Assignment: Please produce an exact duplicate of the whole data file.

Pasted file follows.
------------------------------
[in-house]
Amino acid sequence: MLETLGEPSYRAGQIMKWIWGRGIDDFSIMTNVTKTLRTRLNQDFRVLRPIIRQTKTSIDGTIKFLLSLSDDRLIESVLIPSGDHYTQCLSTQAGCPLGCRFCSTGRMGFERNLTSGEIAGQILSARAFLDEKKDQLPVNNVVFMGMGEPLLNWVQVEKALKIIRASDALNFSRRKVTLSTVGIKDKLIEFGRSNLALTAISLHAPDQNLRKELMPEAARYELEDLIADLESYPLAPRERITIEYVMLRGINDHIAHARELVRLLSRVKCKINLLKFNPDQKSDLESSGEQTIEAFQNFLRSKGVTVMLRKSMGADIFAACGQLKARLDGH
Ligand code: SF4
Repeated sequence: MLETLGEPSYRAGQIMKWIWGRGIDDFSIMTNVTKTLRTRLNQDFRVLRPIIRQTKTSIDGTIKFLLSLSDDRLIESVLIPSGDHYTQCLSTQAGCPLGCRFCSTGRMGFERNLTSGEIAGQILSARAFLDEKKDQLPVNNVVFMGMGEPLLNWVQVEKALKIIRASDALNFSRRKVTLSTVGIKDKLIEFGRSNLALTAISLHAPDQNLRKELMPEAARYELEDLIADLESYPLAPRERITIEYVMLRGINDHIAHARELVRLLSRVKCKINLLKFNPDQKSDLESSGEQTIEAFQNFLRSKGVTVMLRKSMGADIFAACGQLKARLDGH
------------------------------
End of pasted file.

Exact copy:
[in-house]
Amino acid sequence: MLETLGEPSYRAGQIMKWIWGRGIDDFSIMTNVTKTLRTRLNQDFRVLRPIIRQTKTSIDGTIKFLLSLSDDRLIESVLIPSGDHYTQCLSTQAGCPLGCRFCSTGRMGFERNLTSGEIAGQILSARAFLDEKKDQLPVNNVVFMGMGEPLLNWVQVEKALKIIRASDALNFSRRKVTLSTVGIKDKLIEFGRSNLALTAISLHAPDQNLRKELMPEAARYELEDLIADLESYPLAPRERITIEYVMLRGINDHIAHARELVRLLSRVKCKINLLKFNPDQKSDLESSGEQTIEAFQNFLRSKGVTVMLRKSMGADIFAACGQLKARLDGH
Ligand code: SF4
Repeated sequence: MLETLGEPSYRAGQIMKWIWGRGIDDFSIMTNVTKTLRTRLNQDFRVLRPIIRQTKTSIDGTIKFLLSLSDDRLIESVLIPSGDHYTQCLSTQAGCPLGCRFCSTGRMGFERNLTSGEIAGQILSARAFLDEKKDQLPVNNVVFMGMGEPLLNWVQVEKALKIIRASDALNFSRRKVTLSTVGIKDKLIEFGRSNLALTAISLHAPDQNLRKELMPEAARYELEDLIADLESYPLAPRERITIEYVMLRGINDHIAHARELVRLLSRVKCKINLLKFNPDQKSDLESSGEQTIEAFQNFLRSKGVTVMLRKSMGADIFAACGQLKARLDGH